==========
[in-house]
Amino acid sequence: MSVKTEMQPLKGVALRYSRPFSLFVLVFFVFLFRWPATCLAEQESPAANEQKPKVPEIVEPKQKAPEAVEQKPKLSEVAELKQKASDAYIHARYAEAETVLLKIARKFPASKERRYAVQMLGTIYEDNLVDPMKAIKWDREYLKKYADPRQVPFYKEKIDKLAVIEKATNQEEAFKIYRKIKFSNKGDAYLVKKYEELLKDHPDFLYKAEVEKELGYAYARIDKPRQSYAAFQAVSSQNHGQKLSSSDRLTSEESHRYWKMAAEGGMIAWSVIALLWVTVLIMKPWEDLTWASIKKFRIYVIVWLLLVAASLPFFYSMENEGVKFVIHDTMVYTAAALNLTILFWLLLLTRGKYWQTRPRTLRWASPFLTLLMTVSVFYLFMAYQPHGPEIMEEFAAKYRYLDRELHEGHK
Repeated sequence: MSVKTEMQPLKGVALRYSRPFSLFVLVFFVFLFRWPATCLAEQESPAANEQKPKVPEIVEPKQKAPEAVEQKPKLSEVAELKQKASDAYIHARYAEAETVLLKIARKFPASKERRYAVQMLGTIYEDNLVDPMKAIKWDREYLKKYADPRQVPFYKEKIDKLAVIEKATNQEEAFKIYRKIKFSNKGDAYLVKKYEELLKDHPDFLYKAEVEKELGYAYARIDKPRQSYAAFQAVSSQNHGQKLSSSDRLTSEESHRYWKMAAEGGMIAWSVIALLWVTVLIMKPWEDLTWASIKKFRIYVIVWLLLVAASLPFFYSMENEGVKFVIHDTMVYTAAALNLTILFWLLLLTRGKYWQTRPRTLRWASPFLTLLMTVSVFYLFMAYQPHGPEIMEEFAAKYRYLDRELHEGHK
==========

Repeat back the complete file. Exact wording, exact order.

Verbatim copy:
[in-house]
Amino acid sequence: MSVKTEMQPLKGVALRYSRPFSLFVLVFFVFLFRWPATCLAEQESPAANEQKPKVPEIVEPKQKAPEAVEQKPKLSEVAELKQKASDAYIHARYAEAETVLLKIARKFPASKERRYAVQMLGTIYEDNLVDPMKAIKWDREYLKKYADPRQVPFYKEKIDKLAVIEKATNQEEAFKIYRKIKFSNKGDAYLVKKYEELLKDHPDFLYKAEVEKELGYAYARIDKPRQSYAAFQAVSSQNHGQKLSSSDRLTSEESHRYWKMAAEGGMIAWSVIALLWVTVLIMKPWEDLTWASIKKFRIYVIVWLLLVAASLPFFYSMENEGVKFVIHDTMVYTAAALNLTILFWLLLLTRGKYWQTRPRTLRWASPFLTLLMTVSVFYLFMAYQPHGPEIMEEFAAKYRYLDRELHEGHK
Repeated sequence: MSVKTEMQPLKGVALRYSRPFSLFVLVFFVFLFRWPATCLAEQESPAANEQKPKVPEIVEPKQKAPEAVEQKPKLSEVAELKQKASDAYIHARYAEAETVLLKIARKFPASKERRYAVQMLGTIYEDNLVDPMKAIKWDREYLKKYADPRQVPFYKEKIDKLAVIEKATNQEEAFKIYRKIKFSNKGDAYLVKKYEELLKDHPDFLYKAEVEKELGYAYARIDKPRQSYAAFQAVSSQNHGQKLSSSDRLTSEESHRYWKMAAEGGMIAWSVIALLWVTVLIMKPWEDLTWASIKKFRIYVIVWLLLVAASLPFFYSMENEGVKFVIHDTMVYTAAALNLTILFWLLLLTRGKYWQTRPRTLRWASPFLTLLMTVSVFYLFMAYQPHGPEIMEEFAAKYRYLDRELHEGHK